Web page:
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Mighty Muscadines

For me, there are three essential components to a Georgia summer: peach ice cream, cicadas singing in the pine trees, and of course, muscadines.  It’s hard to imagine being outdoors in the heat and not seeing at least one wild vine or some muscadine jelly at a local farmers market.  The vines that bear these tangy treats (Vitis rotundiflora) are very closely related to other table and wine grape species (Vitis vinifera, etc).  Not only are these bronze and black treats great to eat by themselves, but they make fantastic jellies, sauces, ciders, and of course, wine.

While many would say muscadines are much easier to care for than their European cousins, that doesn’t mean you can plant them, leave them to their own devices, and expect to get fruit off of them year after year. Step one to planting any vine is to decide on the type of trellis you will need. Muscadines can be grown on either one wire or double curtain trellises, both of which are about five feet high. These trellising systems ensure air flow, provide structural support, and allow the maximum amount of light exposure to the canopy (for diagrams, see the link to our Home Garden Muscadine publication below).

Step two is to choose where you will place your trellis and plant your muscadines. You’ll hear me say this time and time again, but it never gets old: choose the right plant for the right spot!  Muscadines hate to have wet feet, so if you plant them on a floodplain or in an area with poor drainage, you will almost certainly have issues with disease, production and overall vigor.  Plant them in full sun in well drained soil, after you’ve done your soil test and prepped everything accordingly, of course!

Step three: plant and develop!  Plant your vines with plenty of space in between, and make sure they are trained to reach up to the trellis. As the vine grows, make sure to pinch off any additional growth from the main stem.  This will just take away nutrients from the rest of the plant, and you want to make sure it grows up to grab that trellis.  It takes two to three years to see fruit on your muscadine vines, so the care you give your plants in the first couple of years is essential!  Once the stem has reached the horizontal wire of the trellis, pinch off the tip and train the shoots that grow from that point to the wires.

Step four is one that most people tend to skip but is still just as important as the rest: maintenance.  As I’m sure you’ve seen walking through the woods, or even looking at your grandmother’s 40 year old vines, muscadines can completely take over if they’re not pruned back.  Every year, prune the last year’s growth back to 3 buds (about 2-3 inches).  This will keep your vine under control, reduce disease, and promote fruit production!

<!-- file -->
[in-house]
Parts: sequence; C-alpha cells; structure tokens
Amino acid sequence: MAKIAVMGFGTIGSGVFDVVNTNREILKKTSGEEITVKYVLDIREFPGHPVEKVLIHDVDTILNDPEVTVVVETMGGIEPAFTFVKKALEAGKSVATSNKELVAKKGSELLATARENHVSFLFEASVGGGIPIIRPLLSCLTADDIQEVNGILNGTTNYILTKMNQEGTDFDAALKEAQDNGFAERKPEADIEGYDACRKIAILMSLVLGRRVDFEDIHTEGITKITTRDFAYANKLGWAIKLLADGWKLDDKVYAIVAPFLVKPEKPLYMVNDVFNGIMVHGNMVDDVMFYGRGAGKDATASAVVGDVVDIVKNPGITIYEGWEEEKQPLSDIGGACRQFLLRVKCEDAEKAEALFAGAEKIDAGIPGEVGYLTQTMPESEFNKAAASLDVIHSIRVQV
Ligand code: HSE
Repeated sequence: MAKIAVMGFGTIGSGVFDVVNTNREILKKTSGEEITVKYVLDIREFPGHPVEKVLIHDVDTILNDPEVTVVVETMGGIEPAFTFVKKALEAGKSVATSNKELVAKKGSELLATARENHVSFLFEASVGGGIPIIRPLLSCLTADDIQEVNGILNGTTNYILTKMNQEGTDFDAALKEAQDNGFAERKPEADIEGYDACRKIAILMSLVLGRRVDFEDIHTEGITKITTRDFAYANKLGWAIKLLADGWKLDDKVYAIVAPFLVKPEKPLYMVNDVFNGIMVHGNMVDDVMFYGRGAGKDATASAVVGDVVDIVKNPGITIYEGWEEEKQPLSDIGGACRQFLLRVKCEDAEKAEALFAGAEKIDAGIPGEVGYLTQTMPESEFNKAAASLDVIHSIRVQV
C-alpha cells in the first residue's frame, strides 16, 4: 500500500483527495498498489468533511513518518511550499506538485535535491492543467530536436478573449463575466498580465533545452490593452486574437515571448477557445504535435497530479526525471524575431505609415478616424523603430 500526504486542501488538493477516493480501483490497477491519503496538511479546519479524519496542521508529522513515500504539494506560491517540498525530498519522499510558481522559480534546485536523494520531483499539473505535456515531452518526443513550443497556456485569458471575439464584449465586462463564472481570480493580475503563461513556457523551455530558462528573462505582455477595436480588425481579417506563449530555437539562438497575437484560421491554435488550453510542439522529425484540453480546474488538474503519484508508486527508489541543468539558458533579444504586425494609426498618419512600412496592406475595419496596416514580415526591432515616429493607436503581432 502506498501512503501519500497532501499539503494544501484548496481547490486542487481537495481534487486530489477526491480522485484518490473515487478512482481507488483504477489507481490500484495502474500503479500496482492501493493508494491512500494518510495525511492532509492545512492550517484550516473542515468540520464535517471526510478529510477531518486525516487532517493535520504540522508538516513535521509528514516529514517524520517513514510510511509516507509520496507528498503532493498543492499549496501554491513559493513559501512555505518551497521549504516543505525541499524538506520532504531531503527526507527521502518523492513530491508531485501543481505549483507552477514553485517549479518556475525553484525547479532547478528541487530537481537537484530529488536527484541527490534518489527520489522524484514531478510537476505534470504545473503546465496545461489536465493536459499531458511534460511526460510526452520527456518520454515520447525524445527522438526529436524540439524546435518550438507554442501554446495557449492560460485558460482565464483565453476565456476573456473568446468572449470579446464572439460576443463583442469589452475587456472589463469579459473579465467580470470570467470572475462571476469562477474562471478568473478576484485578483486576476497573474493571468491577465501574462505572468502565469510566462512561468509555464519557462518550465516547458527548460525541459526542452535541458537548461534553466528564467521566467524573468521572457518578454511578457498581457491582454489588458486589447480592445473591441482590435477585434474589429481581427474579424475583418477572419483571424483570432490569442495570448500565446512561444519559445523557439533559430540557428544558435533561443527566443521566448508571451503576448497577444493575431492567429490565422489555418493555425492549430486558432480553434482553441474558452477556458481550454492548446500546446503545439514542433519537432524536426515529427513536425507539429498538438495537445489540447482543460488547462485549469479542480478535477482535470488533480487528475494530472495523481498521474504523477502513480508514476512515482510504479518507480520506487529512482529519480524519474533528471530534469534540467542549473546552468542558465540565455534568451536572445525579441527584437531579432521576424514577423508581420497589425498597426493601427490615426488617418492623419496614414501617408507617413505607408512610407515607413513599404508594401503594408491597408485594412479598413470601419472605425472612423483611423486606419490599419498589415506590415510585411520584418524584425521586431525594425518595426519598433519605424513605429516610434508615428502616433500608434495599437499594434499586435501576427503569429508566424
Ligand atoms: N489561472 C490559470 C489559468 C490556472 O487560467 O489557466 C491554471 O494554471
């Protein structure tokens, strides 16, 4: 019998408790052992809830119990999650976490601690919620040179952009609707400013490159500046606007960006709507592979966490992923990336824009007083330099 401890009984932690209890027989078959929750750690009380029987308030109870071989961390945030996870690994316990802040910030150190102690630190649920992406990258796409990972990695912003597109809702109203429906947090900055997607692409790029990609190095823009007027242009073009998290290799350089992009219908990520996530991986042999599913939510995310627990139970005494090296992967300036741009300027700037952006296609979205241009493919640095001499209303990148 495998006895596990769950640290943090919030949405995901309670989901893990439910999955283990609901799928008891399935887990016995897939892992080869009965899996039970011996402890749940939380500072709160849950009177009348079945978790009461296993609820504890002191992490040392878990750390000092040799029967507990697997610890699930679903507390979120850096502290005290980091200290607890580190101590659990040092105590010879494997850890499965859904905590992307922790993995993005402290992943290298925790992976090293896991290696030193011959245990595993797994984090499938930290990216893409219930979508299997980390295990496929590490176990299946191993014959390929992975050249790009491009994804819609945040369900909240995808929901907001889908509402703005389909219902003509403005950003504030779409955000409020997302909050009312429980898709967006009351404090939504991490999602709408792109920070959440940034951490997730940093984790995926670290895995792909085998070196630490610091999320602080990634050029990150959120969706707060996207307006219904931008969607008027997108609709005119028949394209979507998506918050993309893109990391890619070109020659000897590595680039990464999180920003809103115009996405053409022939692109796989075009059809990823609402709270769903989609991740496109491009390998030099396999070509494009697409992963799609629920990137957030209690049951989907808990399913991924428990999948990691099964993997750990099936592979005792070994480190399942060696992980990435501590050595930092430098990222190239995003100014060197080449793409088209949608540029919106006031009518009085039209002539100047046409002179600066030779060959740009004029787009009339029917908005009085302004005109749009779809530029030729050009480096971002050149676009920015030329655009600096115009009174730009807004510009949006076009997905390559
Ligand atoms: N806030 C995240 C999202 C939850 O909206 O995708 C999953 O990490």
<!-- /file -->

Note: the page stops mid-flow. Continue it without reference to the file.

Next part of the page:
Muscadines are often much easier to grow than table or wine grapes because of their resistance to numerous diseases found in Georgia.  According to UGA Extension Plant Pathologist Dr. Phil Brannen, “As compared to vinifera wine grapes, muscadines do not get downy mildew, and they are much more tolerant of powdery mildew.  Muscadines will get quite a few fruit rots… but rots are generally less aggressive in muscadines than vinifera and French-American hybrids.”

Dr. Brannen also recommends planting specific tried and true varieties.  ” ‘Carlos’ (bronze variety) and ‘Noble’ (black variety) are among the most often planted varieties in the Southeast as a whole.  Other major varieties include ‘Magnolia’, ‘Fry’, ‘Higgins’, and ‘Cowart’, but there are quite a few minor varietal possibilities as well.  Muscadine varieties differ in disease susceptibility.  For example, Carlos is much more susceptible to most diseases than Noble; though a fungicidal spray program is recommended for Noble, a good program is much more important for Carlos.”

For more information, check out our “Home Garden Muscadines” publication here. If you follow these simple yet important steps when planting your own muscadines, in two to three years you can have your very own crop of these summer sweets to help you beat that Georgia heat!